REAGINS RESIGNS AS ANGELS GM

The front office of the Los Angeles Angels is going through some change as GM Tony Reagins has resigned his post following the second-straight season without a playoff berth. Reagins will remain with the club as an assistant to club chairman Dennis Kuhl.

The Angels have transformed from a team that couldn’t get over the hump to a perennial powerhouse over the last decade. Manager Mike Scioscia guided the club to its first World Series title in 2002 and owner Arte Moreno came aboard in 2003. Much success has followed and the perception of the franchise has been lifted to that of one that does shrewd business and stays competitive.

Missing the playoffs for the second year in a row was something that hadn’t happened in 10 years in Anaheim. An 86-win season and a second-place finish is cause for action for this ambitious club. To see division rival Texas get into the World Series last season, and then win the division again this year….not good enough in the eyes of the Angels’ leadership.

Reagins’ four-year tenure is filled with hits and misses. Letting Chone Figgins find his free agent windfall elsewhere was a great move. But taking on Vernon Wells’ contract is probably the biggest albatross around Reagins’ neck. And there are three years to go on that mess.

Tony Reagins was the Director of Player Development for the Angels from 2002-2007 and the minor league system produced some solid contributors over that time. Kendry Morales, Mike Napoli,  Jered Weaver, Joe Saunders, Howie Kendrick and others all came up through organization to contribute on the major league level. In 2003, The Sporting news honored the Angels’ system as Minor League Organization of the year and in 2007 Minor League News gave the club the same award. Reagins was a logical choice to fill the GM position when Bill Stoneham stepped aside.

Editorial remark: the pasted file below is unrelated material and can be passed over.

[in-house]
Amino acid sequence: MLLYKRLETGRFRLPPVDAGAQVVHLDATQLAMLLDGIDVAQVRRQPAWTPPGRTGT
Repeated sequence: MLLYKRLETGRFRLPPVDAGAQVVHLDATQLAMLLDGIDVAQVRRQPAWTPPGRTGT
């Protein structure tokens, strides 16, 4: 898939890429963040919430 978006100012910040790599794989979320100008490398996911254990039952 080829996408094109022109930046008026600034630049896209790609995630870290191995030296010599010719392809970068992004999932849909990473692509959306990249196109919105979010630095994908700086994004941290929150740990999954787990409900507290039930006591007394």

But it didn’t work out. It may be a tremendous credit to the organization that second-place finishes are no longer acceptable, but there are some reports that there were personality issues between Reagins and others in the front office. That never helps. If the administrative staff, collectively, isn’t clear on the club’s direction, you can bet somebody’s role is about to change. If the organization is solid and commited to winning, that is.

So Reagins and the Angels both are moving forward, with Reagins still in the fold and a search being launched for a new GM. This kind of story is of tremendous interest for websites such as this one that report on player movement in baseball. The executive that makes the transactions IS the transaction. There’s a philosophy, a direction, an agenda that is the focus of such moves. Teams that are consistent winners don’t normally make such moves.

But each MLB team doesn’t have the same definition of success. For the Angels’ brass, the bar is pretty high and they expect to meet and exceed it. Every single year.

 

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